Keep Your Colon Healthy: Food

The best basic foods for a health GI tract are fresh fruits, a healthy portion of raw or lightly steamed vegetables, beans, whole grains (preferably gluten-free options) and healthy fats, such as avocados, olives, and both olive and coconut oil.

You may also be able to prevent polyps by increasing your intake of vitamin D and calcium. Foods that are rich in vitamin D and calcium include:

  • broccoli
  • yogurt, milk, cheese – sources of vitamin D
  • fish, eggs, poultry: Fish and poultry are alternative sources of protein and have been shown to reduce the risk of colon cancer and adenoma. Good fish choices are salmon, swordfish, white fish, and clean tuna.

Most of the time, it’s not possible to get enough vitamin D solely from food. Years ago, vitamin D deficiencies were rare when people rolled up their sleeves and worked outside from sun-up to sun-down. But as work shifted from farms to offices, that changed. Because pigmentation can reduce vitamin D production in the skin by over 90%, black and hispanic populations are at particular risk of vitamin D deficiency.

Vitamin K is another fat-soluble vitamin that exists in two forms: vitamin K1 (phylloquinone, mainly found in green leafy vegetables) and vitamin K2 (menaquinone, primarily found in fermented dairy.)

They work together synergistically: Vitamin D3 directs the absorption of calcium from your intestines into the blood. Vitamin K2 takes it from there, directing that calcium into your bones.

I advise that an optimal level of 25-hydroxyvitamin D should be between 80-100 ng/mL. Most people need to take between 2,000-10,000 IU (50 mcg-250 mcg) daily to achieve and sustain this level.

For vitamin K, current research has found high 180 μg/day resulted in improved clinical results compared to lower-dose supplementation. Opti Vitamin D3+K2 provides 180 mcg of MenaQ7® PRO, the most widely studied form of vitamin K2. Some people need more depending on the status of their bone and arterial health. If you’re not sure where you stand, ask your doctor to order a blood test for both 25-OH Vitamin D and Vitamin K or order the tests from home (except if you live in New York) through DirectLabs and this link.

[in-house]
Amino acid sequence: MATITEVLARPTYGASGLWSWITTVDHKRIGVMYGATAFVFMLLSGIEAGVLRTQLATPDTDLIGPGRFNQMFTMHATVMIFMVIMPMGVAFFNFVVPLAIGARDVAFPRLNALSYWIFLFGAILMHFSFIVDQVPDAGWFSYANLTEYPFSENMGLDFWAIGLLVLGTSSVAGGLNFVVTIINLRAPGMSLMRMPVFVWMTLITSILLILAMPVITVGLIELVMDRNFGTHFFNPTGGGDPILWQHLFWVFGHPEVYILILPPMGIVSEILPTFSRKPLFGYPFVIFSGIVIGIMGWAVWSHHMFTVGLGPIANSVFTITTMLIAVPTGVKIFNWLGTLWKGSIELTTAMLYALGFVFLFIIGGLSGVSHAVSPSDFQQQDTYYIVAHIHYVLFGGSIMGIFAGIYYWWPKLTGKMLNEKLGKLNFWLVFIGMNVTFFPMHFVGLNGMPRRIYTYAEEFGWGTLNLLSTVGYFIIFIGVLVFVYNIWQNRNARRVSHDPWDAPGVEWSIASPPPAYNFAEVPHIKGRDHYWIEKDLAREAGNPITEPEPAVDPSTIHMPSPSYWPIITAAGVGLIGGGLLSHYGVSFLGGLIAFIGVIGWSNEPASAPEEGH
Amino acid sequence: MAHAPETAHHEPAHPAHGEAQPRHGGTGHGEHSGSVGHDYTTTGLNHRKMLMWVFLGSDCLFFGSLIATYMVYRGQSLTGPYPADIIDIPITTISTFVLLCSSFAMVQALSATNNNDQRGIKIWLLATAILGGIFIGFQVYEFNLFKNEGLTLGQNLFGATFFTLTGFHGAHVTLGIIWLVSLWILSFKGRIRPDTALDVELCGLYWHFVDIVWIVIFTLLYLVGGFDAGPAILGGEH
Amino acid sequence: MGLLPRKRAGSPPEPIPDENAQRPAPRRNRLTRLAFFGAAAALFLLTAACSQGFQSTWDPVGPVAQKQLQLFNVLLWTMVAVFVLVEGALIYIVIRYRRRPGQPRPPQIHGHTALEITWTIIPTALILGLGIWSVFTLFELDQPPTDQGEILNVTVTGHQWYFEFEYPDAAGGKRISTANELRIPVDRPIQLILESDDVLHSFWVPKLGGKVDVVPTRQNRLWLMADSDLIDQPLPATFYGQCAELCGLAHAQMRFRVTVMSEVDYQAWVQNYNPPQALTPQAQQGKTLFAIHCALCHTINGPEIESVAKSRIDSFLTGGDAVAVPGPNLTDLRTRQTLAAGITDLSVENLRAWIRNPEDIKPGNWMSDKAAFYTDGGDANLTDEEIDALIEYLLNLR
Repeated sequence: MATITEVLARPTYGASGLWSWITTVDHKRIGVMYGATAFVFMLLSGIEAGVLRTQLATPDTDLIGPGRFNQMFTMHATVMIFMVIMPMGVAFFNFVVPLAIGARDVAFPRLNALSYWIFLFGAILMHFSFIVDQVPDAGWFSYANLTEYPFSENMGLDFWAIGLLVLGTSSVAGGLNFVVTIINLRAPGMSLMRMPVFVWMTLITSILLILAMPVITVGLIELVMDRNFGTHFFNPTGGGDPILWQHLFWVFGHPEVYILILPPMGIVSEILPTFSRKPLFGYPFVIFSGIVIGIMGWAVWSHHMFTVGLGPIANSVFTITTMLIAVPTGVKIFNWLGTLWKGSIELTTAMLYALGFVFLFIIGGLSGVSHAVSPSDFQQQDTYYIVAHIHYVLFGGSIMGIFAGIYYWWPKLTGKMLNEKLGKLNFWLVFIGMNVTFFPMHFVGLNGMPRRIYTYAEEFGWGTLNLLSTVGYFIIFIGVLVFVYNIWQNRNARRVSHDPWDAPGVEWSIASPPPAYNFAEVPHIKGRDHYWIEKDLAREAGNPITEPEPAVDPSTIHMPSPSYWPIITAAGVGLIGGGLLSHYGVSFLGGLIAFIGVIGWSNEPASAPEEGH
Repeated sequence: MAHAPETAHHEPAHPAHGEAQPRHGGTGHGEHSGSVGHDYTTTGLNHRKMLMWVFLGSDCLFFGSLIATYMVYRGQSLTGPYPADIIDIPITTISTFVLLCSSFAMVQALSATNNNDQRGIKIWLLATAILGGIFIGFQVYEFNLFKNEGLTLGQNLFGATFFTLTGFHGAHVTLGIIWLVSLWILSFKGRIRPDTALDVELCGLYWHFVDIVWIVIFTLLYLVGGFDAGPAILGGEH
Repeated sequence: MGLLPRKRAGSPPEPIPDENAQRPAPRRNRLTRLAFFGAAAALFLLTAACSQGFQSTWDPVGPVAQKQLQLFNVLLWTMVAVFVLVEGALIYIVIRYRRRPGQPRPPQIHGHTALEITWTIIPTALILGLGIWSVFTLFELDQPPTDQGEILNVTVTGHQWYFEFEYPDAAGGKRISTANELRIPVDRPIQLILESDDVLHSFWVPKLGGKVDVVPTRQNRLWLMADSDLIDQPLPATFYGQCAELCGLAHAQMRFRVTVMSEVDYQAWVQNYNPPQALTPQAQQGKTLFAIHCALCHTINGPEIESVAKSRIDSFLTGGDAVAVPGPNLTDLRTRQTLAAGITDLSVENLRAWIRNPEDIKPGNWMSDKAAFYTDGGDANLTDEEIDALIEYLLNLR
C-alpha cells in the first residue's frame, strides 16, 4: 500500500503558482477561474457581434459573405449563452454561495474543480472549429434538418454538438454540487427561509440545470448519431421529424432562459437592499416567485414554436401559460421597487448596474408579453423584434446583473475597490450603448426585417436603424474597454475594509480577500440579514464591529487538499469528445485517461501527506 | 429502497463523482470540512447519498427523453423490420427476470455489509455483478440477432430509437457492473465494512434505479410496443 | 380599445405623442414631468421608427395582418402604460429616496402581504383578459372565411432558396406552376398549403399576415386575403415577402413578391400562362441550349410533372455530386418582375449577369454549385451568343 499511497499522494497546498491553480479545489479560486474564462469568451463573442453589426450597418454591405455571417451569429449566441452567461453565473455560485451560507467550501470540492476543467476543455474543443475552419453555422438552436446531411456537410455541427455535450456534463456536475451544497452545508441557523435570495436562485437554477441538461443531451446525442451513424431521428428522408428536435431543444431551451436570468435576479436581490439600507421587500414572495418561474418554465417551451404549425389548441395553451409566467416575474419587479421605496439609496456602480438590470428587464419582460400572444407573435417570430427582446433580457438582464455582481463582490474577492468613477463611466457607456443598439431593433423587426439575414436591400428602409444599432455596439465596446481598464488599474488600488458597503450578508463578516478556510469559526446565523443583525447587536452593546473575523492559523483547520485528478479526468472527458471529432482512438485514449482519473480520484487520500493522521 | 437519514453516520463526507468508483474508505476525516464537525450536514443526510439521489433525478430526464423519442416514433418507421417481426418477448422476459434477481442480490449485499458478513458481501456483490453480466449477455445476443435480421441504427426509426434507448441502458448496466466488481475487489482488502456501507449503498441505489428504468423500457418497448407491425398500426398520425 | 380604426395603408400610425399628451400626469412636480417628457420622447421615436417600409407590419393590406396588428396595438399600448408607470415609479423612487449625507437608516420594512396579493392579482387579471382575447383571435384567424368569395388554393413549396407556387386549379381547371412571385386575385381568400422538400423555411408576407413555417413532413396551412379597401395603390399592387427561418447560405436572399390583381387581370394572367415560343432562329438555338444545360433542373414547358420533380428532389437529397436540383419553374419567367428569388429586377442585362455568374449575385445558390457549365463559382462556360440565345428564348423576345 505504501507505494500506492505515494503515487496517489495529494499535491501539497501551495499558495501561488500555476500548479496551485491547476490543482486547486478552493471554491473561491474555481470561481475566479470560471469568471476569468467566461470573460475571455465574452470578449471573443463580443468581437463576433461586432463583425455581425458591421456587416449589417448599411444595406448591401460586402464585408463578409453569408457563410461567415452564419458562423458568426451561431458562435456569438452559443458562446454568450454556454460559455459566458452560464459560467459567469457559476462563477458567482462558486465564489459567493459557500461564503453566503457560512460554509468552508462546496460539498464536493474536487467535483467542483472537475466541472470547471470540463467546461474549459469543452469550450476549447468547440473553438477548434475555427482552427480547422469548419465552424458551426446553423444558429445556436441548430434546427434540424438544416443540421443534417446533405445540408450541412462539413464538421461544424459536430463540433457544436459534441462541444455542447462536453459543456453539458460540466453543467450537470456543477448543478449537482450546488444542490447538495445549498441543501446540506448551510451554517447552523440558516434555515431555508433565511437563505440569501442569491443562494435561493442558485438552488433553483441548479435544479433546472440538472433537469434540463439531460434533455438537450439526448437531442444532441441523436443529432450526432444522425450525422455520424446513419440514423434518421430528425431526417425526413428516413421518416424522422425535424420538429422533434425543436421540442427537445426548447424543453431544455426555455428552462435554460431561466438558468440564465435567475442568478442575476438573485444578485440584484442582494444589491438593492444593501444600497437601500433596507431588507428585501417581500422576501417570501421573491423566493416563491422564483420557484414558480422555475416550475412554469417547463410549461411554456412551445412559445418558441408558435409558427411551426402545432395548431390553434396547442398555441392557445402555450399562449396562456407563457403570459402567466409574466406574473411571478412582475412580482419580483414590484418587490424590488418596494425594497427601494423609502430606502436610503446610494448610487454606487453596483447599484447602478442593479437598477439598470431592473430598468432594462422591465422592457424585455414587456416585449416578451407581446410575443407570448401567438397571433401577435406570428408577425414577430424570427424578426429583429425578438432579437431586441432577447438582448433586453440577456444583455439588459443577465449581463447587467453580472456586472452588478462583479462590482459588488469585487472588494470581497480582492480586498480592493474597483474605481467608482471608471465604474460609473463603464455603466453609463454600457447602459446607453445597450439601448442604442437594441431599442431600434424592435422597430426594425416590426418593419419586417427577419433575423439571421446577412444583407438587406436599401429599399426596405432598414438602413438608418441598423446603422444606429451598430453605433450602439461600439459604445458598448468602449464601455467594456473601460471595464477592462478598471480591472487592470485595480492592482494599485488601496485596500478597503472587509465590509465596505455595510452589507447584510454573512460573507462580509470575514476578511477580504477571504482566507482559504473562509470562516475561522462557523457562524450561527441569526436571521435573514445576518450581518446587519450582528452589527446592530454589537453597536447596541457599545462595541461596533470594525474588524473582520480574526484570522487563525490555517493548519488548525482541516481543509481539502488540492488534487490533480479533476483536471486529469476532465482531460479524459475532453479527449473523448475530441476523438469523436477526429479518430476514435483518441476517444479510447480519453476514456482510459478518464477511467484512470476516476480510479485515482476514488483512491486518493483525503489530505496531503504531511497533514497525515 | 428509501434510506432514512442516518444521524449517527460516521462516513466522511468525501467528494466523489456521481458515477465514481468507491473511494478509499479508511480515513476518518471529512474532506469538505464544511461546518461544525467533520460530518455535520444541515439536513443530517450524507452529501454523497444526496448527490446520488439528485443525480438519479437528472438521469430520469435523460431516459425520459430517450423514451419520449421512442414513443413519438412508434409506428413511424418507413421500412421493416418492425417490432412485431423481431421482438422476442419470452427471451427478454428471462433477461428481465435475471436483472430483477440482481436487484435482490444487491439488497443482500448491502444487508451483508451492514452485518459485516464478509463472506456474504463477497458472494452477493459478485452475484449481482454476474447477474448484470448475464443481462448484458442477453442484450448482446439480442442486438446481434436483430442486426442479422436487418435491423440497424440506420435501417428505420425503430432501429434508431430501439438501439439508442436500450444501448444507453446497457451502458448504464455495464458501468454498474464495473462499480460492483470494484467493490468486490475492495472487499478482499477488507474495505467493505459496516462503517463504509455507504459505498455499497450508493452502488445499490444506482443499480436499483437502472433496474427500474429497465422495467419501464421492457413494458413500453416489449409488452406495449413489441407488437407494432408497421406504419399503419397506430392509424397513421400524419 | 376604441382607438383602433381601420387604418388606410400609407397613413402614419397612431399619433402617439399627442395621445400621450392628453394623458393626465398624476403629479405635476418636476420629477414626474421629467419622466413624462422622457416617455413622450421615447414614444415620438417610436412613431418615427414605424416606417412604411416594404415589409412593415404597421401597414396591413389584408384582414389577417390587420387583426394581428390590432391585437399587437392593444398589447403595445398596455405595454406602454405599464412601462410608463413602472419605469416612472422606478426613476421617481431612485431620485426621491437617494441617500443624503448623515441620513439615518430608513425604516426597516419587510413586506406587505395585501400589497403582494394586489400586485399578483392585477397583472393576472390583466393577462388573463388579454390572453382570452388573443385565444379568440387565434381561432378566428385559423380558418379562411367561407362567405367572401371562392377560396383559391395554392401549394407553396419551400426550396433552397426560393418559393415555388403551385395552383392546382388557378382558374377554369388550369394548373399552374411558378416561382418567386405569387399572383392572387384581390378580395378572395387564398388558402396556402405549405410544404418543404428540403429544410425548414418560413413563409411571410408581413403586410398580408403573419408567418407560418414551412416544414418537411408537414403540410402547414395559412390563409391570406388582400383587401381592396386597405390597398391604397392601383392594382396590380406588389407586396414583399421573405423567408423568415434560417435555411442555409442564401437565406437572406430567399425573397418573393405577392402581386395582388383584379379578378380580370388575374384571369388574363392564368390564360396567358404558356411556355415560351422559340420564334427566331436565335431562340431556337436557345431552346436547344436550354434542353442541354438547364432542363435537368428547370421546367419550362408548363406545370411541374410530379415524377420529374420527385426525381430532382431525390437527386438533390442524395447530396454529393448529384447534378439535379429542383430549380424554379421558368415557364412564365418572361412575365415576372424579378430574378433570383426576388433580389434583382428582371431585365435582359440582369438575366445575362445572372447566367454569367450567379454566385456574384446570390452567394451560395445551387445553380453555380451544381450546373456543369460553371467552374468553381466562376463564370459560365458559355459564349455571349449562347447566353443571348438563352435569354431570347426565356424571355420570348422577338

Fermented foods

Fermentation is one of the most ancient methods of food preparation in the world. It is defined as a ‘technology in which the growth and metabolic activities of microorganisms are used to preserve foods.’ Fermentation also increases the shelf life of foods, especially highly perishable foods, so it is a preferred way for food storage in developing countries.

Food fermentation can be complicated and can loosely be divided into two categories: aerobic fermentation, and anaerobic fermentation. During fermentation, microorganisms are used to synthesize vitamins and minerals, produce biologically active peptides, and remove some toxins.

Biologically active peptides are also well known for their health benefits. Among these peptides, conjugated linoleic acids (CLA) have a blood pressure lowering effect, bacteriocins show antimicrobial effects, sphingolipids have anti-carcinogenic and anti-microbial properties. Bioactive peptides also exhibit antioxidant, anti-microbial, anti-fungal, anti-inflammatory, and anti-allergenic effects. The most common fermented foods include kefir, sauerkraut, natto, kombucha, kimchi and miso. This paper is a long and detailed explanation of the benefits of fermented foods.

This website provides a good list of foods, in a variety of categories, to help keep your colon healthy.

Keep Your Colon Healthy: Supplements